The Utah Waste Management and Radiation Control Board heard from proponents and opponents of disposing of depleted uranium from dismantled military munitions in Tooele County’s West Deseret during its Thursday meeting at the Department of Environmental Quality in Salt Lake City.
If approved, EnergySolutions’ Clive Facility will receive 10,000 tons of depleted uranium metal over a 4-year period from the U.S. Army.
“The urgency is the Army is already dismantling the munitions and looking for a disposal location,” said Tim Orton, an environmental engineer with EnergySolutions.
Some of the depleted uranium munitions are already in Tooele County at the Tooele Army Depot. Depleted uranium from munitions at the Crane Army Ammunition Activity in Crane, Indiana, would also come to Utah if EnergySolutions is allowed to take the waste.
During the process of refining uranium ore, the most fissionable uranium isotopes are removed from the ore. The extracted ore is used for fuel for nuclear reactors and for nuclear weapons.
The remaining ore, which is left with less radioactive isotopes, has 58 percent of the specific radioactivity of natural uranium. This leftover ore is called depleted uranium.
Almost twice as dense as lead, depleted uranium is used by the military to make munitions designed to penetrate armour plate.
The Utah Radiation Control Board adopted a rule that requires a performance assessment before a facility can accept more than one metric ton of concentrated depleted uranium. Utah administrative code also allows for EnergySolutions to request an exemption from the rule.
EnergySolutions has undergone previous seven performance assessments that have determined that the facility can safely accept and store Class A low-level radioactive waste, including depleted uranium. The most recent one was completed in 2012, Orton said.
Prior to the adoption of the one metric ton limit, EnergySolutions accepted and still safely holds 49,000 tons of depleted uranium, according to Orton.
“The 10,000 tons would be less than 1 percent of our annual volume and much less than 1 percent of the total volume that we can receive,” Orton said. “Protection of human health and the environment remain intact with a small increase and it has already been considered by a performance assessment.”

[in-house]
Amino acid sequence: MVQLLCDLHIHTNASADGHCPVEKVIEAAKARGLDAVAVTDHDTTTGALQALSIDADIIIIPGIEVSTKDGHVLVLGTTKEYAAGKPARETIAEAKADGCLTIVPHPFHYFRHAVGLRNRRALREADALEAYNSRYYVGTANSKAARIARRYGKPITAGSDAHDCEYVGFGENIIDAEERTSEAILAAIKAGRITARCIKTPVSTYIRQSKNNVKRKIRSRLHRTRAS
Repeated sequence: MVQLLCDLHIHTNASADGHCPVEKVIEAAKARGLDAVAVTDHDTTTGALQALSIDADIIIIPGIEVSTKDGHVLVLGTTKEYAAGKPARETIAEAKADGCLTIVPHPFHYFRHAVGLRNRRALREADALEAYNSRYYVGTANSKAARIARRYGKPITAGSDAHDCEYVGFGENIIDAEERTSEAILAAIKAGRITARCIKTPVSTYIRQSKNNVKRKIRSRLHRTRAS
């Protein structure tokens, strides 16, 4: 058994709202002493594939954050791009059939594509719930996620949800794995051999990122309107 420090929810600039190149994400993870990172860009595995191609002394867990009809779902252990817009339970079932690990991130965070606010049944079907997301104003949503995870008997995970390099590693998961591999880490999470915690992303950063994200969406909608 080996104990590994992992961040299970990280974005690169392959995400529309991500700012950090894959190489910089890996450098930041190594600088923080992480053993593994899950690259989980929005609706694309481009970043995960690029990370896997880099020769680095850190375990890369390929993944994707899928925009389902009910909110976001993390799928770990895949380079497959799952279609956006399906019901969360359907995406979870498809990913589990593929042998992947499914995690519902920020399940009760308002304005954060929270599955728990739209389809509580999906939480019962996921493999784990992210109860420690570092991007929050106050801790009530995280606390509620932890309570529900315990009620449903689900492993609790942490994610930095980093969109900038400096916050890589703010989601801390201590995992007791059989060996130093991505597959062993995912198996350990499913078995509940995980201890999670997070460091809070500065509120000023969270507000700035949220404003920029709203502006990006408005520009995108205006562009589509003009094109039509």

Orton urged the board to “let science rule,” not politics or emotion.
There is a catch to depleted uranium, although the Nuclear Regulatory Commission classifies depleted uranium as Class A low-level radioactive waste, the lowest classification of radioactive waste: unlike other radioactive waste, depleted uranium retains its radioactivity for a long time and the decay products of uranium become more radioactive over time.
Nevertheless, EnergySolutions maintains that accepting this quantity of depleted uranium has already been analyzed and the Clive Facility, with its engineered disposal banks, can safely protect humans and the environment from harm.
Scott Williams, executive director of the Healthy Environmental Alliance of Utah, and Jessica Reimer, policy associate with HEAL Utah, spoke against EnergySolutions’ request for an exemption.
EnergySolutions’ technical justifications for the exemptions are questionable and depleted uranium’s classification as Class A waste by the NRC is by default, according to Reimer.
“Whether or not depleted uranium is classified as Class A waste by the NRC is up for debate,” Reimer said.
A separate performance assessment modeling the disposal of 10,000 tons of depleted uranium over a time period of 10,000 years should be required just as the current rule requires, according to Reimer.
Williams said he believes depleted uranium should be treated more like spent nuclear fuel.
“It belongs in deep earth disposal,” he said. “To protect the public health of Utahns now and into the future, depleted uranium should be put in deep geologic repositories.”
Representatives of the Utah chapter of the Sierra Club also spoke against the request.
“We strongly urge you to deny EnergySolutions request for an exemption,” said Ashley Soltysiak, chapter director. “We don’t believe there is adequate reason to grant this exemption from this law and that in doing so the board would place public health and environmental quality at risk.”
The Waste Management and Radiation Control Board’s meeting was not a public hearing. The exemption request was on the board’s agenda as an information item.
The WMRC board opened a public comment period on EnergySolutions’ request that started on Sept. 6 and runs through Oct. 9.
The comment period was advertised in the Transcript Bulletin and other media.
Public comment may be submitted to the DWMRC by email at firstname.lastname@example.org.
“Public comment for EnergySolutions exemption request for DU munitions” should be entered in the subject field. Any attachments should be sent as either text or pdf files.